It is the Association’s official position that publishers, information distributors and manufacturers have an obligation and responsibility to libraries and to the public to report appropriate information about the usability, durability and longevity of media. The Association strongly urges publishers to use paper and other media that meet standards promulgated by the American National Standards Institute (ANSI) and the International Standards Organization (ISO) for all publications of enduring value. Publishers should include a statement of compliance on the verso of the title page of a book or the masthead or copyright area of a periodical, and in catalogs, advertising, and bibliographic references.
The Association defines digital preservation as policies, strategies and actions that ensure access to digital content over time. Publishers and distributors of content in digital form must address the usability and longevity of their electronic works. The Association encourages publishers to provide metadata that will facilitate the life cycle management of works in digital formats and to deposit digital works in repositories that provide for the long-term persistence and usability of digital content. The Association will work with the publishers to develop guidelines on digital preservation to help ensure that such information will not be lost when publishers can no longer retain and disseminate it.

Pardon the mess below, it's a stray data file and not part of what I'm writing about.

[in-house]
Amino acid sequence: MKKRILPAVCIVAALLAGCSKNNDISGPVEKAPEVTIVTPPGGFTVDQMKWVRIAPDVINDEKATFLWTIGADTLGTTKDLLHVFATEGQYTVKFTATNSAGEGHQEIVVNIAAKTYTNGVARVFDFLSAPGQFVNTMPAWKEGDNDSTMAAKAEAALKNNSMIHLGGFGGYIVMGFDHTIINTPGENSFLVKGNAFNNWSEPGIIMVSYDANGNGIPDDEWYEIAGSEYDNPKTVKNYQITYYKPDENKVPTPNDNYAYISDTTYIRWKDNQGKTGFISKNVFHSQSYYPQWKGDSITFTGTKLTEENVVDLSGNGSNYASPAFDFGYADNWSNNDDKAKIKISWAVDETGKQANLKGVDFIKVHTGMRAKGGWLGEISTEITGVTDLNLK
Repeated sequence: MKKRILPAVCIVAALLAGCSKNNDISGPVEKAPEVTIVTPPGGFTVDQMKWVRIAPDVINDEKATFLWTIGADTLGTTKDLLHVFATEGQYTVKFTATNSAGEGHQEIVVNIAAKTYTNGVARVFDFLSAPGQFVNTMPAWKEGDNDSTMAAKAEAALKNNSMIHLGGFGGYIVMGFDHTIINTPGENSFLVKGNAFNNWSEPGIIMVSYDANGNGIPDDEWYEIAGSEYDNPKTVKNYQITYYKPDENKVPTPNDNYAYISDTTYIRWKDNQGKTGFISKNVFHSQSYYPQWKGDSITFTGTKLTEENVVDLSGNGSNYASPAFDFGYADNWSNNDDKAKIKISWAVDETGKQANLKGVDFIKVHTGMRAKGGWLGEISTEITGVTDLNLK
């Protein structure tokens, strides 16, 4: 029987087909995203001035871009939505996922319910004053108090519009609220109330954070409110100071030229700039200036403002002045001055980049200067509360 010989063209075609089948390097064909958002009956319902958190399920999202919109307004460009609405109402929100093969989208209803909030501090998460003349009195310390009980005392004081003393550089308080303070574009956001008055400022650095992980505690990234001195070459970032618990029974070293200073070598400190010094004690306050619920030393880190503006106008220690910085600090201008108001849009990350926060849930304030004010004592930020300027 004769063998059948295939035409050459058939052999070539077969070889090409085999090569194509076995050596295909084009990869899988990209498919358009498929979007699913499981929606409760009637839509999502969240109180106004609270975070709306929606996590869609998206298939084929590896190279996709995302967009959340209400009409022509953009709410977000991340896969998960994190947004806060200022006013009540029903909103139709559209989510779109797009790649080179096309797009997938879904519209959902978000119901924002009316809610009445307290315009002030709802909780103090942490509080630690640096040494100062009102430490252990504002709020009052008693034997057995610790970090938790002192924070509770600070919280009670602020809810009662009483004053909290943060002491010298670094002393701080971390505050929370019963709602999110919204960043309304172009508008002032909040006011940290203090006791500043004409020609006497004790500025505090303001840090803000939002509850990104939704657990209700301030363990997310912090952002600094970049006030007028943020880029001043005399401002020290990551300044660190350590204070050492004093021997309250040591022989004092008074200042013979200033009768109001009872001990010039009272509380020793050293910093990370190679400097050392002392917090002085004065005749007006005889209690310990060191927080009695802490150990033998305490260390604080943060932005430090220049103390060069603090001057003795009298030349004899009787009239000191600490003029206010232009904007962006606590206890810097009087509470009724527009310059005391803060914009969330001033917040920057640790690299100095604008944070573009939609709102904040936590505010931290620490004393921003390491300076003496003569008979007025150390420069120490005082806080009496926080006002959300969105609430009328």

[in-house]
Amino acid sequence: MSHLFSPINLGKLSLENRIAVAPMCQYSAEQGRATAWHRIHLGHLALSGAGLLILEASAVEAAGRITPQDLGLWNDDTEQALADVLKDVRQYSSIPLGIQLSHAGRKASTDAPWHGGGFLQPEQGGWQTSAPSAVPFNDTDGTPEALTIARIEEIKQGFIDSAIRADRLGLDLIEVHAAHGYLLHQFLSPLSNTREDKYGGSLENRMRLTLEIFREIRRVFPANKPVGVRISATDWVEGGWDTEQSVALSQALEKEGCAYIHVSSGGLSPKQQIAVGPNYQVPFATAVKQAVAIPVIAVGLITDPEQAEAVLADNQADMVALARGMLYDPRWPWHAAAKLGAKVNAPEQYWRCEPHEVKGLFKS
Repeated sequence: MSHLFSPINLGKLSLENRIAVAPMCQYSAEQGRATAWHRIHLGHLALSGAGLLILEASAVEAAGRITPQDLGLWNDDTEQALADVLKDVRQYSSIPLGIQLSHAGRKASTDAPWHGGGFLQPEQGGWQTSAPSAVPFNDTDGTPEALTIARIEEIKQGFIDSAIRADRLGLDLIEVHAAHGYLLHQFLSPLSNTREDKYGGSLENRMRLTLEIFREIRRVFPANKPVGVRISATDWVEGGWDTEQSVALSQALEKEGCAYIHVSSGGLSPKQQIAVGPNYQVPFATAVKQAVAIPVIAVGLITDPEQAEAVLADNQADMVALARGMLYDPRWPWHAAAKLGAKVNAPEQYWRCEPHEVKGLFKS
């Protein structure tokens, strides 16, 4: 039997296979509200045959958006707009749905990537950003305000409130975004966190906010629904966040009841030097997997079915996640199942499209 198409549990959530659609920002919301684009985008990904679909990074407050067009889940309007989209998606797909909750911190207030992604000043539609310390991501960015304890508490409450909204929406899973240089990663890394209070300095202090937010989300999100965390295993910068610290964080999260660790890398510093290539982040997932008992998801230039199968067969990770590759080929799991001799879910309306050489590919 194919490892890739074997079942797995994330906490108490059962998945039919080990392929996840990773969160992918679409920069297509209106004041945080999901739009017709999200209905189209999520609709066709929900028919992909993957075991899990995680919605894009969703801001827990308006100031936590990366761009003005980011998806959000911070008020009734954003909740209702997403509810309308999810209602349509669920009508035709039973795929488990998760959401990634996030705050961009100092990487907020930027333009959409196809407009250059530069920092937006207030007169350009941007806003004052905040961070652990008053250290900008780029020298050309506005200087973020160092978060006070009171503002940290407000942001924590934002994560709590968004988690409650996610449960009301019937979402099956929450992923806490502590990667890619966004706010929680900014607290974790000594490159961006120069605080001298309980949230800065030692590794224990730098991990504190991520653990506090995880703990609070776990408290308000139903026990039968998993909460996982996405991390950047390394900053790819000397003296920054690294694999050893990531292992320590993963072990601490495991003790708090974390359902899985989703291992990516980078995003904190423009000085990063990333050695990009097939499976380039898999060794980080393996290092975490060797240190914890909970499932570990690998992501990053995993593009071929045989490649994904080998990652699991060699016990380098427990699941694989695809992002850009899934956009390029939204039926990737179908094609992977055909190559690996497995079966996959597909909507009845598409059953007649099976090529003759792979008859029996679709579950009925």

The Association encourages research on metadata, software, operating systems, and life cycle management techniques that may affect the preservation of digital works.
Librarians must educate the public (including public officials and administrators) about the choices and the financial commitments necessary to preserve our society’s cultural and social records.
The preservation of primary source documents is integral to our right to know about and understand ourselves and the communities in which we live. Libraries have an obligation (a) to inform donors, users, administrators, and local officials about the ephemeral nature of primary source materials, (b) to promote strategies for the proper care, handling, and storage of these materials, and (c) to recommend the use of durable media and methods of documentation.
The Association will help libraries cultivate public interest in this issue and will make information available regarding how concerned individuals, organizations, and governments may act on behalf of preservation.
The federal government must provide leadership in developing an expansive and inclusive national preservation policy. This policy should reinforce the mutual efforts of national, state, and local libraries to preserve materials that document our cultural heritage and make them widely available to all citizens. The federal government, by example, by policy, and by the efforts of its historical, cultural, and information institutions, should affirm the responsibility of all cultural institutions, including local and state libraries, to preserve and provide access to historical documents. The federal and state governments should provide incentives that encourage all institutions to participate in the national preservation effort.
The Association urges the federal and state government to take responsibility for the longevity of information that it publishes on paper, in microform, and in digital formats.
The Association, through its ALA Washington Office and its Legislation Agenda, will strongly support the efforts of librarians to increase Federal and state government funding for preservation programs.